Spiritual Disciplines: Fasting

Since it is recommended that expectant mothers abstain from fasting, I haven't fasted in a while. My past experiences with fasting have always been met with mixed feelings. I understand the spiritual act very well, but it doesn't always feel spiritual in the moment. The other difficult thing is trying to avoid constant thoughts about food.

Fasting has many purposes, such as effectiveness in intercessory prayer, guidance in decisions, increased concentration, deliverance for those in bondage, physical well-being, revelations, and more. Here are a couple that I want to dig into a little deeper:

Fasting must forever center on God.

Becoming closer to God must be the reason we fast in the first place. If God is not the central focus of our fasting period, then it is all for naught.

Fasting reveals the things that control us.

This one was particularly telling for me. I often let things control me- my emotions, other people's expectations, and even my pride. It would be interesting to see my response to fasting were I to do it again some time soon. Some people see their anger rise quickly when they fast, which allows them to ask God to deal with it in that moment.

Fasting helps us keep our balance in life.

Creating the space for balance is so important. I get so distracted with the trivialities of life, and fasting is a good way for me to focus on those things that matter.

In his book, Foster talked about various types of fasts. Firstly, there is a partial fast. He recommends going from lunch to lunch, so you only skip two meals and drink only water and juice. Secondly, there is a 24-hour fast, which involves fasting for a full 24 hours (skipping three meals) and drinking only water. He suggests that the fasting muscle, like so many of the disciplines, needs to be built up and trained. Once you have become used to the 24-hour fast, he advises to move up to a 36-hour fast, and then gives practical advice for how to do a 3-7 day fast, and then up to 21 and even 40 days.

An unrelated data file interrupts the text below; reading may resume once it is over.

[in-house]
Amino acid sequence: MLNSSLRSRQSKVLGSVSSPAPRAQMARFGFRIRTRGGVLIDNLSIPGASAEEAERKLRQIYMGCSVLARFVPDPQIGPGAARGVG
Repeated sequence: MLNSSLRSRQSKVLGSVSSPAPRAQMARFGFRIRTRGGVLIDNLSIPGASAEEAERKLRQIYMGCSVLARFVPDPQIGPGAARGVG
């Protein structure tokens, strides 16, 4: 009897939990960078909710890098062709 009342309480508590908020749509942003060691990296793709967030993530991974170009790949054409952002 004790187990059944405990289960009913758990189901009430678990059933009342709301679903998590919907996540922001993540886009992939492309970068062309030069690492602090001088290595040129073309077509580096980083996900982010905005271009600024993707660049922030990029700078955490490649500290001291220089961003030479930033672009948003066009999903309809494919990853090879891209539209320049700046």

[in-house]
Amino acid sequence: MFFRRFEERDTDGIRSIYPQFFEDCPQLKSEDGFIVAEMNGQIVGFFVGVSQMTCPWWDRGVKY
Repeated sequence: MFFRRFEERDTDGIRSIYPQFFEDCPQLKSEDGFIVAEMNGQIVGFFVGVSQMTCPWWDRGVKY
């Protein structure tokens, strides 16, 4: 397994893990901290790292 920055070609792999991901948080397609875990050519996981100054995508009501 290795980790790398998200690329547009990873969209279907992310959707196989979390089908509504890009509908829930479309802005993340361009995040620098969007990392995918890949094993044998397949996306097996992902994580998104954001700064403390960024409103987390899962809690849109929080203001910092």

Let's look at some of the statements that stood out to me in this chapter:

Biblical fasting always centers on spiritual purposes.

This is crucial to remember, since health and fitness media most often focus on fasting for weight loss purposes. Fasting as a spiritual discipline is not the time to try to lose those final 5 pounds you can't seem to shake.

It is clear...that Christ both upheld the Discipline of fasting and anticipated that his followers would do it.

Whatever your thoughts are about fasting, Foster points out that Christ never actually commands His followers to fast. However, He does say, " 'When you fast...do this' ". He expected that his disciples would do and do it regularly. We can also see, from various examples in the Bible, that there are definite spiritual benefits to fasting.

Perhaps in our affluent society fasting involves a far larger sacrifice than the giving of money.

This one hits pretty close to home, doesn't it? For some of us, giving money can be pretty easy. In my case, $39 automatically comes out of our account every month for our sponsor child, but I don't consciously think about it. Some months that money could come in handy somewhere else, yet the sacrifice is a drop in the bucket. Fasting, however, is something we can barely stand to imagine, and thoughts like, oh-my-gosh-how-can-I-go-without-food-for-a-day?!! circle 'round and 'round in our heads. We are constantly bombarded with health magazines, fast food ads, and surrounded by so much food and drink that it almost becomes physically impossible to fast in our society. We have so much, and yet we are often unwilling to give it up for even a day to become closer to God.


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